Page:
No one would deny that George Szell built the Cleveland Orchestra into a great American orchestra. Prior to his arrival in 1946, the Cleveland was a decent provincial ensemble no worse and no better than the orchestras of Pittsburgh, Minneapolis, or Cincinnati. When he died in 1970, the Cleveland was one of the great American orchestras, fully on the same level as the orchestras of Boston, Philadelphia, and New York. But for all their undeniable excellence, one never got the sense that Szell fully trusted the Cleveland. There is always something a bit too rehearsed and a little too polished about the recordings, something that undoubtedly produced music-making at an exalted level, but also produced performances that rarely relaxed and never smiled.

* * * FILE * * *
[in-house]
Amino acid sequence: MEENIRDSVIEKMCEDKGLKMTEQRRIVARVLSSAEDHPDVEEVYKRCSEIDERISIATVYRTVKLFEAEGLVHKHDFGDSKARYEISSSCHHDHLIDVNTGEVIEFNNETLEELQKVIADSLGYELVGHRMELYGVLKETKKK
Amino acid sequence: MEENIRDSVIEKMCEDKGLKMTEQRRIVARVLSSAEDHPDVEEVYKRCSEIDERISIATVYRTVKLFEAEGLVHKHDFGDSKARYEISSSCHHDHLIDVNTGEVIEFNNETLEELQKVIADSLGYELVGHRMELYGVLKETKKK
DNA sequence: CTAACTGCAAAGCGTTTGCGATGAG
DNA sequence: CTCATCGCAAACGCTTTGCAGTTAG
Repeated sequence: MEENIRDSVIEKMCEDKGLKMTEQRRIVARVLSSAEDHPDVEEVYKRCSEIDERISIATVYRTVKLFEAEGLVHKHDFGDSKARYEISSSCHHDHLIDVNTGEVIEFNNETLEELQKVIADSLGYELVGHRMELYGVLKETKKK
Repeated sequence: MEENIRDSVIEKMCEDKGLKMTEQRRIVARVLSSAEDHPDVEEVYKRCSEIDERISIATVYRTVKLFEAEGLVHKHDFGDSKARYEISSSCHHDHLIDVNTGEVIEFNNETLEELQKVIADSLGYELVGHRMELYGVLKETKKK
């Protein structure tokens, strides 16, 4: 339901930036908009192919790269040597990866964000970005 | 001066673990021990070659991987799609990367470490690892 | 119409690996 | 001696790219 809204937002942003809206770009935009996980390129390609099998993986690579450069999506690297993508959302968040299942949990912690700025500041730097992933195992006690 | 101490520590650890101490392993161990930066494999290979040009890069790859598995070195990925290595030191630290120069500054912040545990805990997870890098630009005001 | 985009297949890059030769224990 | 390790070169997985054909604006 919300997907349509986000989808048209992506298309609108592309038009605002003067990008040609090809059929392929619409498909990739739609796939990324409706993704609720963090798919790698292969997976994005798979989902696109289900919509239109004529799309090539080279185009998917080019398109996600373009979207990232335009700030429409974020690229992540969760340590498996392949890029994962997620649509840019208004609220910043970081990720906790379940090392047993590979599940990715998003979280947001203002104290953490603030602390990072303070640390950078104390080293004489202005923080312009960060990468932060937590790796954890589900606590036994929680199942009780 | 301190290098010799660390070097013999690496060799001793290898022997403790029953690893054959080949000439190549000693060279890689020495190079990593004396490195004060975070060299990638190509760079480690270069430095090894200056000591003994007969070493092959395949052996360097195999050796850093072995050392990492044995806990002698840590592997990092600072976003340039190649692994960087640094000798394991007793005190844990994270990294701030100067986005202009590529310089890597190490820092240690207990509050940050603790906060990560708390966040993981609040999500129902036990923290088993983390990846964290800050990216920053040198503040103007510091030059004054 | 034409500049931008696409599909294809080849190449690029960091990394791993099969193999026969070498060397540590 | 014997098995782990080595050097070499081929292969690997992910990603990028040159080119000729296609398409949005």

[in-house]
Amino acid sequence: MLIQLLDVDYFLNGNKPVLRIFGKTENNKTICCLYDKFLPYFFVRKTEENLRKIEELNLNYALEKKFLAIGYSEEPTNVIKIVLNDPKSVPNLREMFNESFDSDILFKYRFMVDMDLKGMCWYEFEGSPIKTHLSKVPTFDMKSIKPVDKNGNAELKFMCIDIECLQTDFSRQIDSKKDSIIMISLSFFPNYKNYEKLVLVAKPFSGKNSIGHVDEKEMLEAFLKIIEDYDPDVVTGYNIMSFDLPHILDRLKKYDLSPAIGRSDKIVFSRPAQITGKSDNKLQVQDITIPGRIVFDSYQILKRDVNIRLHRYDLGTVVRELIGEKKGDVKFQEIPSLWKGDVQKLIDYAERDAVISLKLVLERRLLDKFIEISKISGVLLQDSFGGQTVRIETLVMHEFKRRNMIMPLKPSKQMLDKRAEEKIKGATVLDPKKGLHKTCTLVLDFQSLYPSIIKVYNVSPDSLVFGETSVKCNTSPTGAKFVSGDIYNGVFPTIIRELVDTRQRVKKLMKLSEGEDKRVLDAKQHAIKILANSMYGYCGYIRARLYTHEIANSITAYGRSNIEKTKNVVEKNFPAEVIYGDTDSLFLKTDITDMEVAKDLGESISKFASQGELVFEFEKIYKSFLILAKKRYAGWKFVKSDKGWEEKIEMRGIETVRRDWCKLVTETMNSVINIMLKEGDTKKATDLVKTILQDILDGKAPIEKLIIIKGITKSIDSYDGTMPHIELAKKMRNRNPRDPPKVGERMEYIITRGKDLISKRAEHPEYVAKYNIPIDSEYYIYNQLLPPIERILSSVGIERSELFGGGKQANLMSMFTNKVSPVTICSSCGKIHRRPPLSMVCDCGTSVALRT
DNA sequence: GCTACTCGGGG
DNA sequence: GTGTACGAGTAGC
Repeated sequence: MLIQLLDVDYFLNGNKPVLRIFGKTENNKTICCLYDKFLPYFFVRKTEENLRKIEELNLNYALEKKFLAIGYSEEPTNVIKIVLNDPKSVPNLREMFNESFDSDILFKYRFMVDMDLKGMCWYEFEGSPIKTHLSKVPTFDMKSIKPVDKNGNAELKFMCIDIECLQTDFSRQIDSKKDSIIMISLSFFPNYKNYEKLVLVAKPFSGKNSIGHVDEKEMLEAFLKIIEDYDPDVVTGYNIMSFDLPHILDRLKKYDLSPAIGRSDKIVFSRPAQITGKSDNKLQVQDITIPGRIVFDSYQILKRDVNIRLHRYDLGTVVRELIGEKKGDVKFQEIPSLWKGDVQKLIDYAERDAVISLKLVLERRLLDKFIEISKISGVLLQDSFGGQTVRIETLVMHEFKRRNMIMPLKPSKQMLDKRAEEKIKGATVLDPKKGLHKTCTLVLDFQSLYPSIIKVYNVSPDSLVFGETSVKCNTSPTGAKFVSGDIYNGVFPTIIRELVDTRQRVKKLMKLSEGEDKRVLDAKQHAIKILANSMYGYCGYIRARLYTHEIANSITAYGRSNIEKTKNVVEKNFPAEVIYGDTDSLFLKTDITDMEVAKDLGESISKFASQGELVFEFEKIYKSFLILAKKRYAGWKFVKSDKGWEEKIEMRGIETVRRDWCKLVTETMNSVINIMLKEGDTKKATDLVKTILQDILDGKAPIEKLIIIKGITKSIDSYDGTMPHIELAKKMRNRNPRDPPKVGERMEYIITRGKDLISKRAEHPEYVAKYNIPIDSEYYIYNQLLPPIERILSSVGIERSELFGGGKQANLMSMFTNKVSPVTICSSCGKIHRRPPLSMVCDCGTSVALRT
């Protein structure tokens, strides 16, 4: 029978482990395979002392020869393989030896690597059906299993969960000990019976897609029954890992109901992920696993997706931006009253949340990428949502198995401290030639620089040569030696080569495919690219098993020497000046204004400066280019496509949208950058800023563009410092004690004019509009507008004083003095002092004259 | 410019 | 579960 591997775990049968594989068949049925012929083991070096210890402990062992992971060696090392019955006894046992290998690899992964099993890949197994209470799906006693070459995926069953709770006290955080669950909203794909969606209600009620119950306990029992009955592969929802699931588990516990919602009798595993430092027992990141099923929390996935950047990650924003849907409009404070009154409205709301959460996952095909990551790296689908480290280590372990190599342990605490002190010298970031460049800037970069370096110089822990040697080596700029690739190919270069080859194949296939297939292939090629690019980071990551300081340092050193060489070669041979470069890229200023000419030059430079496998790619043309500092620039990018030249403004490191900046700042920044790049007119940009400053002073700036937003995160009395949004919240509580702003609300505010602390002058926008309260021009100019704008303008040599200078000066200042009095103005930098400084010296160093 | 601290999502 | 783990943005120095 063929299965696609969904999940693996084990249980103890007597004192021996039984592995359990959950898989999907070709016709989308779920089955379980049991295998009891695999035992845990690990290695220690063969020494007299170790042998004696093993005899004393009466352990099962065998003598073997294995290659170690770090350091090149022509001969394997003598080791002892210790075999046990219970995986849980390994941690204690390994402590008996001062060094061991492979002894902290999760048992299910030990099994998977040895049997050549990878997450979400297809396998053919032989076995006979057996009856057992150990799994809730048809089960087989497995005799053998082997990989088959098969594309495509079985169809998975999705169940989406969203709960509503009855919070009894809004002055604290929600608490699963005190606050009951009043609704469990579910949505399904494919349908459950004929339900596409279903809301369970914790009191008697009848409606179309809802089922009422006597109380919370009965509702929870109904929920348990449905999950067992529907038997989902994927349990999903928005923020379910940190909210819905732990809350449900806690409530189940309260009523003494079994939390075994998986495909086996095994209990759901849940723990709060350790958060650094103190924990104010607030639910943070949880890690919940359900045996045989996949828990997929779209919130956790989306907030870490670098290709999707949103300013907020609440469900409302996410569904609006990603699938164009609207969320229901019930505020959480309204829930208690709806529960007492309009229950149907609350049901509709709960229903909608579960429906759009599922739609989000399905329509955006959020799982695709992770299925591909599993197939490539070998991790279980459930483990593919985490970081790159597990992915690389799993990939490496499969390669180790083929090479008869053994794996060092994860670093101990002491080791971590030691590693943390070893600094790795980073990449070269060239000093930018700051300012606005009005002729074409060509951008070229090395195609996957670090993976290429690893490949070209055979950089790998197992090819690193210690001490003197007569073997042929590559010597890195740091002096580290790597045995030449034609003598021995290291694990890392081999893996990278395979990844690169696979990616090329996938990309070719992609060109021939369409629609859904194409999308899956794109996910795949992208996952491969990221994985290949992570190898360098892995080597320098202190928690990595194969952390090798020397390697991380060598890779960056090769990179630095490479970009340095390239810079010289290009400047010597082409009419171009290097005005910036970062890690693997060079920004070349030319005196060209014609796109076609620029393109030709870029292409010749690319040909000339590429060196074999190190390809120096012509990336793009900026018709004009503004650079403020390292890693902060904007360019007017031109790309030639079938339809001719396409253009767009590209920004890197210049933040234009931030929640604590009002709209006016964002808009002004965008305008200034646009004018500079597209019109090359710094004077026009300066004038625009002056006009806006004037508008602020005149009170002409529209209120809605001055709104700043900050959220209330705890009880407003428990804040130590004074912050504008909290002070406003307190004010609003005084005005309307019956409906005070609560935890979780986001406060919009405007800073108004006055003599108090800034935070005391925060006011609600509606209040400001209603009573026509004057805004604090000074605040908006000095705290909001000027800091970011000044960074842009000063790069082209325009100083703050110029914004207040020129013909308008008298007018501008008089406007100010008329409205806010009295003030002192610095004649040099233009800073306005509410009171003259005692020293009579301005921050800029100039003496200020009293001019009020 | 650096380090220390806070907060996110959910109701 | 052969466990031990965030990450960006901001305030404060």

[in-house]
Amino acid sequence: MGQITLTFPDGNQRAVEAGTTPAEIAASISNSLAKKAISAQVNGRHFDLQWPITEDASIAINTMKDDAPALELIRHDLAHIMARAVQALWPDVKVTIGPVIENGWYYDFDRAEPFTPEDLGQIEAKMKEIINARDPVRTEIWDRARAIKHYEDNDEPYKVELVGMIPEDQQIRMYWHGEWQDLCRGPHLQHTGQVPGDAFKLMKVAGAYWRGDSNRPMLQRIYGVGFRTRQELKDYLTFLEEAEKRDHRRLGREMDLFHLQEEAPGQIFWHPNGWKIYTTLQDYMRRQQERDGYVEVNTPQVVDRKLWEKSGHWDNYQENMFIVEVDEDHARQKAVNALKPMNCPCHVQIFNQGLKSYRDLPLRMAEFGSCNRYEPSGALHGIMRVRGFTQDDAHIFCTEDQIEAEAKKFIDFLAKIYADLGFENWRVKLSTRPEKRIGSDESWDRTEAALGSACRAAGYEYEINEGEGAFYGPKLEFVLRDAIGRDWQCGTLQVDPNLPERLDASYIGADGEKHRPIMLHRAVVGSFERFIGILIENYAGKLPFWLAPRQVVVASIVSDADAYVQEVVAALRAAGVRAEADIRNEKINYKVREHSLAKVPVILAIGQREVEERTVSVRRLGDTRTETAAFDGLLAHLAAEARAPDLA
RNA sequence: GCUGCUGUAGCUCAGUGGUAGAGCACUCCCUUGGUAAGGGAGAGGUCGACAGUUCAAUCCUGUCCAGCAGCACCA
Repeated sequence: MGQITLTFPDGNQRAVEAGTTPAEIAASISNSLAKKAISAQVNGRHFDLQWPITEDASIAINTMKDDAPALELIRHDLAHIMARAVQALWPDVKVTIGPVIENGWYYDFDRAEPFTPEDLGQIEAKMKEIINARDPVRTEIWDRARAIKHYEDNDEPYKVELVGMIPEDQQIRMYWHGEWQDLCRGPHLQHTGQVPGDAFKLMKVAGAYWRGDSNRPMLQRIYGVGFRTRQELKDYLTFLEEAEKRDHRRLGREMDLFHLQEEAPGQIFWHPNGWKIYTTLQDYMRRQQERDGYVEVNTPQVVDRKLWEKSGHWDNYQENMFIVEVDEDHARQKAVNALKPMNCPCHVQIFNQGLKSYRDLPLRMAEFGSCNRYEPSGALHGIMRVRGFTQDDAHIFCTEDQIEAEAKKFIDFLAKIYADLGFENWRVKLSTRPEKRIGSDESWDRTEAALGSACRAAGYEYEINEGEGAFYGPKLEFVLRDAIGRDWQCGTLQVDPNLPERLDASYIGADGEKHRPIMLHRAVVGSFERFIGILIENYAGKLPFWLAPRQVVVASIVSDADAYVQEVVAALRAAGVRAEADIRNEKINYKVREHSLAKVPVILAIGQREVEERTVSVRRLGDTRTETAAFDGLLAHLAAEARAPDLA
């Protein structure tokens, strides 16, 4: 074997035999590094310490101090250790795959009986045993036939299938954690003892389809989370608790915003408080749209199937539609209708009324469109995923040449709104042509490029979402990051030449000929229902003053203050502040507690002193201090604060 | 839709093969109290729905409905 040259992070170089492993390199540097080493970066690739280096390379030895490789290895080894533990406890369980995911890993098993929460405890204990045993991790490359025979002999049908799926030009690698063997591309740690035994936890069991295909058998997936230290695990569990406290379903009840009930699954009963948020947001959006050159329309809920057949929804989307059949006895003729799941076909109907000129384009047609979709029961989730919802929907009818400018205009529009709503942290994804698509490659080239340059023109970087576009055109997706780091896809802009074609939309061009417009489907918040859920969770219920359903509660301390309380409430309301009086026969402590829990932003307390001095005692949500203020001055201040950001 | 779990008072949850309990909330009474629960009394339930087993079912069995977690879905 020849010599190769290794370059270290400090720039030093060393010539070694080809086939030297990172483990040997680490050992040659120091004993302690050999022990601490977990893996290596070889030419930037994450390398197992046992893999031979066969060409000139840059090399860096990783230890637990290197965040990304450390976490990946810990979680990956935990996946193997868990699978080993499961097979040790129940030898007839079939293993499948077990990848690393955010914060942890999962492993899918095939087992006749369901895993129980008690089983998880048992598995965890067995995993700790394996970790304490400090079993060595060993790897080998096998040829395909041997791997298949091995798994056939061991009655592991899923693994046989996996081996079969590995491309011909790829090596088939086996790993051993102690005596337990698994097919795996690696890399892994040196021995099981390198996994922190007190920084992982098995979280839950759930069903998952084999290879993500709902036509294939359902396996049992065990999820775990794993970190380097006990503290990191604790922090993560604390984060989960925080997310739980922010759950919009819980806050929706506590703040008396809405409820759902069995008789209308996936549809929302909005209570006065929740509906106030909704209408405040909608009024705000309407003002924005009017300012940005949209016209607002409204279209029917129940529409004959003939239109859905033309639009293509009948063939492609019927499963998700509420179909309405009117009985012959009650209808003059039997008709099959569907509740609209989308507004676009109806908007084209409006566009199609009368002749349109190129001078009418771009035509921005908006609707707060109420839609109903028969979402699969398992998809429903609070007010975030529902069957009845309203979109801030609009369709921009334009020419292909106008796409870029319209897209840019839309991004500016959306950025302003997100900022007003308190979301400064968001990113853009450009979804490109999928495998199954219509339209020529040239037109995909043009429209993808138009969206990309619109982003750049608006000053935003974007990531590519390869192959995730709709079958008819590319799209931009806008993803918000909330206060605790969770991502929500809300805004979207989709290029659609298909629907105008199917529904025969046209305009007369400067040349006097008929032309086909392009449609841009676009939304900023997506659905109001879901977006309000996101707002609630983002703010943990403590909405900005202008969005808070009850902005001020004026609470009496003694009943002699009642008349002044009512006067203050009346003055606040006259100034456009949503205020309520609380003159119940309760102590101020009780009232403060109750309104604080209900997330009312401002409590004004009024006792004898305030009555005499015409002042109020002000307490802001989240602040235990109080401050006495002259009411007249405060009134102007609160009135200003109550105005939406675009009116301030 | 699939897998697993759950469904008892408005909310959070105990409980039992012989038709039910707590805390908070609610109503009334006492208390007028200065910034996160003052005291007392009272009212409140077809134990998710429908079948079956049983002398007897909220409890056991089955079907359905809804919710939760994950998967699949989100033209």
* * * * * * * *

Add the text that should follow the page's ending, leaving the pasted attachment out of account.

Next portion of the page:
But on those infrequent occasions when Szell recorded with European orchestras, while the music-making was on the same exalted level, the performances were often relaxed and sometimes even smiled. As this five-disc set of his recordings with the London Symphony, the Vienna Philharmonic, and the Concertgebouw Orchestra Amsterdam demonstrates, Szell trusted these orchestras. Listen to any recording in this set, from the manically driven Tchaikovsky's Fourth with the London Symphony in 1962 to the intensely dramatic Beethoven's Fifth with the Concertgebouw from 1966, to the powerfully heroic Egmont, incidental music, with the Vienna Philharmonic in 1969: these are interpretations that take it for granted that the orchestras will be able to fulfill all the conductor's intentions. And listen to the Handel recordings with the London Symphony from 1961: is this not a relaxed Water Music, is this not a comfortable Fireworks Music, is this not a smiling Minuet from Il Pastor Fido? The original recordings were masterpieces of their time; these remasterings are masterpieces of our time.